Sunday, 11 March 2012

Bullying is English

A few things I seem to have discovered since moving to Britain, 8 years ago, and which seem rather specific to this country.

The vomiting bug is one. Before, I used to think when someone is being sick then it was most probably that they ate something which did not agree with their stomach. Not anymore.

Marmite is another.  People love it or hate it. I love it!

Separate tax in couples/families. The UK politicians do not care if the person working supports a wife and three young children. That person would still pay the same amount of tax as a childless single person.

And bullying.

Not to say that people are not bullied in other parts of the world, but to start with there is no specific word in French for bullying. You could say "intimidation", though this rather means its English homograph. Similarly, the nearest French word to bully would be "voyou". Then again a thug would be closest in meaning to "voyou".

I think it is telling when a word seems to be culture-specific. It most probably denotes something that needs a specific denomination to acknowledge its presence and relative acceptance in that culture.

The danger of having a specific word for something that can otherwise be described with already existing words (mean, unkind, nasty, cruel, vicious) is that some people will accept this situation as a state of affair. I mean by this that people in general will think: here's a bully, how can we deal with this? Let's take the moral high ground and ignore it as the bully is not worthy of our attention. Or to the victim of bullying: oh poor you, please avoid this person, she's a bully.

If instead, the bully was called by its nearest French equivalent a thug, the attitude of the victim and the witnesses would be different. Would you ignore a thug? I don't think so.
A bully victim is by definition "weaker", and will only feel weaker unless they and society stand up to the bully and make them change their ways.

Lately, I have been having first hand experience of bullying. I do consider myself in this circumstance weaker, physically (I am much slighter than the bully) and mentally (I am a foreigner and an outsider to the setting). It all came to blows yesterday when I was called names. I just left the scene, shocked and upset. Everyone around was trying to calm me down, almost blaming me for attempting to retaliate.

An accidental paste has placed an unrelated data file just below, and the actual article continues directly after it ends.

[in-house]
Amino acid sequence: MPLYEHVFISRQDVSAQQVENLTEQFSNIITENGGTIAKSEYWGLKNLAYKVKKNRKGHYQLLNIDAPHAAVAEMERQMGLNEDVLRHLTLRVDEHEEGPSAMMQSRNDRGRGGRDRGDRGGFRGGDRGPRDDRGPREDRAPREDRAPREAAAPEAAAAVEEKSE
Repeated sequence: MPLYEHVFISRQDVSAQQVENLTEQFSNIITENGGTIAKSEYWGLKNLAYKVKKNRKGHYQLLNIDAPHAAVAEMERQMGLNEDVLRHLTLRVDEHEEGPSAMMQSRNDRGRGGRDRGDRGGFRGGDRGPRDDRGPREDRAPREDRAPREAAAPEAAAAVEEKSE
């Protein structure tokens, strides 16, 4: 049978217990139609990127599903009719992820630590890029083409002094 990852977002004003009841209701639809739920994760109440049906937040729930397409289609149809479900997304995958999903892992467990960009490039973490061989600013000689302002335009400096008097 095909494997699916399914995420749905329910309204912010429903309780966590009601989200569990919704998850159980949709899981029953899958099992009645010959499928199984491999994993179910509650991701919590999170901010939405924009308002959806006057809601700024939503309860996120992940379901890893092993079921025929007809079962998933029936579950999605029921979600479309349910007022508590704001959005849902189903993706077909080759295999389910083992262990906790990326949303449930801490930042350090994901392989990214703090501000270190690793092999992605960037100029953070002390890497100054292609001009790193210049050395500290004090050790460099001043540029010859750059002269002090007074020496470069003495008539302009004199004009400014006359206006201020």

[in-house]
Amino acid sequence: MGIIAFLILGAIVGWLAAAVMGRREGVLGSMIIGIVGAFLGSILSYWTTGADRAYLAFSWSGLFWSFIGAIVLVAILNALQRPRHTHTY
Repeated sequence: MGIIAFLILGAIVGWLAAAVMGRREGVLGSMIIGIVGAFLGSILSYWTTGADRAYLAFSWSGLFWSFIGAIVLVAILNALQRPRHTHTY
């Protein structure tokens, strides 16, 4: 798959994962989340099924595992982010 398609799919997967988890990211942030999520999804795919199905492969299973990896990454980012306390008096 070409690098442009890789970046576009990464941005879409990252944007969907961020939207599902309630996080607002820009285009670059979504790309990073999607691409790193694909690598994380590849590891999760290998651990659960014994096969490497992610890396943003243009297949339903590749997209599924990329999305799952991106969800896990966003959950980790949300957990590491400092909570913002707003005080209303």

Shall I be English and think I am above this and step away? Or should I be my Algerian headstrong and proud self and stand up to the thug? The jury is still out on this one.

6 comments:

  1. So sorry that happened! Be yourself and stand up for what you know is right. As an "essential outsider", you can confront things in the culture that are not just. We have the same problem in Berlin and in German it's called "Mobbing". I see my primary school students learning this behaviour at a very early age and I am doing my best to teach them to solve problems verbally and about the power of peace.

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  2. Thanks Sheila for your kind words.
    I know bullying exists everywhere, I was tormented as a child in Algeria. It's just that I really dislike the relatively passive attitude I sometimes see where I live in England when "a bully" is identified.
    Refreshing to hear your efforts at identifying unacceptable behaviour and try to nip it in the bud by encouraging communication :)

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  3. I too am fascinated by the fact that bullying does not translate easily in French. I remember having this discussion with students when i was teaching french.
    Stand up to them i say, but i am not British either!

    Oh and you love marmite??!

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  4. Interesting Annabelle that you thought this too. Will keep everyone updated :)
    An yes, strangely enough, BK1 and I love marmite. I think it reminds me of "la levure de bière" (fresh yeast) which we used to get from the baker when I was a child, to make bread at home...

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  5. Really interesting. I've never thought of it, but bullying doesn't exist in the french language. My 5 year old was bullied at school and I told her to be herself and be proud of who she is...although the bully may not understand where you're coming from, you will feel good because you followed your beliefs. (at least I hope so since that's what I tell my kids).

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  6. Hey Reb, strange isn't it? I am tempted to look into this more in depth.
    By the way, loved your piece on your trip to England. Glad you felt a bit home :)

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